You use a social network--at least one, maybe a few. Everyone does. You probably know all about your preferred network's privacy settings, enough to make sure that the whole world doesn't know your business. But if you're paranoid--aren't we all?--you can find ways to lock down your privacy that go above and beyond even two-factor authentication.
You have to start with your social networks' settings, of course. If you don't bother to limit the visibility of your posts or to make sure you're not being tagged all over the place (thanks, facial-recognition technology), then there's no point in proceeding. Facebook has the most convoluted settings of all the social networks, so follow our how-to for complete instructions.
After you confirm that your photos, contact information, and political musings aren't on display for the world to see, you can take a few extra steps to safeguard your privacy.
Keep an eye on permissions
Every time you download a smartphone app, you allow its developers to see some of your information. Sometimes it's as basic as your name. Other times it's your address book, your Facebook or Twitter account information, your location, or your photos.
So how do you know which apps are raiding your contact list or have access to your photos? iOS apps must ask you upon installation for permission to access your contacts, location, Facebook account, and microphone, and you can easily grant or revoke such access from the Privacy section of the iOS Settings.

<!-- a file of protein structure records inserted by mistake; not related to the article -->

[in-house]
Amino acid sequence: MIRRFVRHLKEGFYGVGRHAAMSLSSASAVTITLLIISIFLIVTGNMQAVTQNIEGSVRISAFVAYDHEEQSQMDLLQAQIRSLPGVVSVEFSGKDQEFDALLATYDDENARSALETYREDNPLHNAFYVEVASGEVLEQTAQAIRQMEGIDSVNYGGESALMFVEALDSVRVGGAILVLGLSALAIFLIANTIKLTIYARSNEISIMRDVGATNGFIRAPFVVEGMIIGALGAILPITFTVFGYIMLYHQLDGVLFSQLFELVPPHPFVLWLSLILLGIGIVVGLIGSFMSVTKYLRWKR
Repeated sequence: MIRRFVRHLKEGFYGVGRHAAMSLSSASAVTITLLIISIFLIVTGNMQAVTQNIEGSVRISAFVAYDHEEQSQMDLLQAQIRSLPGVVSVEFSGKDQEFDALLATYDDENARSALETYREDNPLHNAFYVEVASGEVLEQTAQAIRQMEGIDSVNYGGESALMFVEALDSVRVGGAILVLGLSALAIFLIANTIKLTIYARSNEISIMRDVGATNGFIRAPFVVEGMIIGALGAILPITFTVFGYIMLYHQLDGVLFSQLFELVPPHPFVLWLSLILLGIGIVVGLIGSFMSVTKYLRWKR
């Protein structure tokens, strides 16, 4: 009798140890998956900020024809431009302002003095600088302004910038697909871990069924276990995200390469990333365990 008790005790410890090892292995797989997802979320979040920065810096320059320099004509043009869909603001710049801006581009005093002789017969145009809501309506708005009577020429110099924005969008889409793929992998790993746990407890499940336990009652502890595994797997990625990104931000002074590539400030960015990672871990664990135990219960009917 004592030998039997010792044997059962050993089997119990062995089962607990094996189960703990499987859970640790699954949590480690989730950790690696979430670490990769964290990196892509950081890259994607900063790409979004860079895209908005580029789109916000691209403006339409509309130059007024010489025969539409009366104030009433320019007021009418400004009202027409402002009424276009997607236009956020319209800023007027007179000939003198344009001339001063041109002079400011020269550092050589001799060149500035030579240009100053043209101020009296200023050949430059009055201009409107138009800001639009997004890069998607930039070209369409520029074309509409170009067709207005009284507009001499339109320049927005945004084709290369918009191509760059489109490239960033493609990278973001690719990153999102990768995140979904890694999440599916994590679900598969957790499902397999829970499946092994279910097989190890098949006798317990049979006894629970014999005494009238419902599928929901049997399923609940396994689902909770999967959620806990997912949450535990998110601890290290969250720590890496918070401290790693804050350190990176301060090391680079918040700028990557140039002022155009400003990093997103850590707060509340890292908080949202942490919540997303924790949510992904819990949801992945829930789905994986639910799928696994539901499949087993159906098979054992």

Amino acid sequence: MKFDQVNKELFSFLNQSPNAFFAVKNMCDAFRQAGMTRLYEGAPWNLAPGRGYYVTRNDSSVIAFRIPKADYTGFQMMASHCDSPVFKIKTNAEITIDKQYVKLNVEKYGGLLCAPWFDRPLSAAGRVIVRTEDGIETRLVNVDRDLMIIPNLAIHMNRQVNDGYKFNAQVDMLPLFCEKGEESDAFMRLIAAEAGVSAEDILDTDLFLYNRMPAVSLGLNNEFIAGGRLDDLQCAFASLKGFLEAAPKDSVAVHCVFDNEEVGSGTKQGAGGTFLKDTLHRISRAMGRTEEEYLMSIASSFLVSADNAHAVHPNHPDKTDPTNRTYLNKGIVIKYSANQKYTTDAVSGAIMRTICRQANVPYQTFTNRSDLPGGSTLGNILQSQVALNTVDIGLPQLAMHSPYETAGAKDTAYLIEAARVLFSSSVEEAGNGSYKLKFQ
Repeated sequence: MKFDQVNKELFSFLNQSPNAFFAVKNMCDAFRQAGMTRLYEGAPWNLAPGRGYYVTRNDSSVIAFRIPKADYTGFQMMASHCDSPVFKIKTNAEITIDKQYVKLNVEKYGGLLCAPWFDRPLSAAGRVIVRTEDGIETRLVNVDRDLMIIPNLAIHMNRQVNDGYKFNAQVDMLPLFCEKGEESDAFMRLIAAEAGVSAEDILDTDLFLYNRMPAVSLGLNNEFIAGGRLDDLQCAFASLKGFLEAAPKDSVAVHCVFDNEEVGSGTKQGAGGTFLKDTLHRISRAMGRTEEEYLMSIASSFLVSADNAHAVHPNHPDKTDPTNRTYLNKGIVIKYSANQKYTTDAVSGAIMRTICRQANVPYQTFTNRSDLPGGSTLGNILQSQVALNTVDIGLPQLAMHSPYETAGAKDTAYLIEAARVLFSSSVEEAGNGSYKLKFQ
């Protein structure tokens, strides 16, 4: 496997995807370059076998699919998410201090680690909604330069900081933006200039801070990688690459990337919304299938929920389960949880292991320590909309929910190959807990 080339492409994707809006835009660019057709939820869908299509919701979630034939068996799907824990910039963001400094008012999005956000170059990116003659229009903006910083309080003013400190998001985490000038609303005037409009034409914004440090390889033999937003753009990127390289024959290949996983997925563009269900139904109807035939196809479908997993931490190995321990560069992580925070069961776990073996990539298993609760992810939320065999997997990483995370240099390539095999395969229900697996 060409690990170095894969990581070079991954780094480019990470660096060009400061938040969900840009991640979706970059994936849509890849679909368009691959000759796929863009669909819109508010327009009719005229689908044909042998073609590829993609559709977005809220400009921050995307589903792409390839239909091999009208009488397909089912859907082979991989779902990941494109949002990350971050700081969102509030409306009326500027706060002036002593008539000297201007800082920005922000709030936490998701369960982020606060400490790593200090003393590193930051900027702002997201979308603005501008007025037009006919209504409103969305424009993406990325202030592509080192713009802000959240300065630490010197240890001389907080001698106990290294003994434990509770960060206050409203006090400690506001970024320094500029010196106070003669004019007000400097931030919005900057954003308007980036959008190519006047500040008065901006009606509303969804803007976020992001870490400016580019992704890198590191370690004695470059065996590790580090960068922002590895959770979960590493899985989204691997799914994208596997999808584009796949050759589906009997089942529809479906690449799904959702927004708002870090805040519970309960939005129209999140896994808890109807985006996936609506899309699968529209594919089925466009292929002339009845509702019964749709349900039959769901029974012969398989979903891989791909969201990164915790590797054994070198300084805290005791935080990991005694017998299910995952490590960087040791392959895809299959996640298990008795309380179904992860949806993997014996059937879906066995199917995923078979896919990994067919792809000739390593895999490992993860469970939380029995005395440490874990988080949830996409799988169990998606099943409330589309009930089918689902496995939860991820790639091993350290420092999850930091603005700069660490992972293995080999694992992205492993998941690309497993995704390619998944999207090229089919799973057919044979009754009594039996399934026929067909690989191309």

Android briefly had a hidden feature called App Ops that let you tightly control each app's permissions, but Google withdrew the feature three weeks after its launch late last year. Nonetheless, in Android versions 4.3 through 4.4.1, the basic App Ops settings can still be accessed via third-party controllers like App Opps 4.3/4.4 from Color Tiger. You can use this app for granular permissions control of a wide range of Android apps (social or otherwise). Just be aware that App Ops is not an official Android feature, and third-party controllers have the potential to break the apps they hook into.
An app developer would like nothing better than to have access to all of your data, and sometimes such an arrangement makes sense. For example, if you want to share your Instagram photos on another social network, it's logical for that network to request permission to see your camera roll. But that app doesn't need access to your address book, which is why you should consider using MyPermissions as a central monitoring system to keep track of the permissions you've granted.
The service, available as a desktop plug-in and as an app for iOS, Android, and Kindle Fire, monitors any app connected to your Dropbox, Facebook, Google, LinkedIn, and Twitter accounts. If you use one of your social networks to log in to another site or app, MyPermissions will issue a notification.
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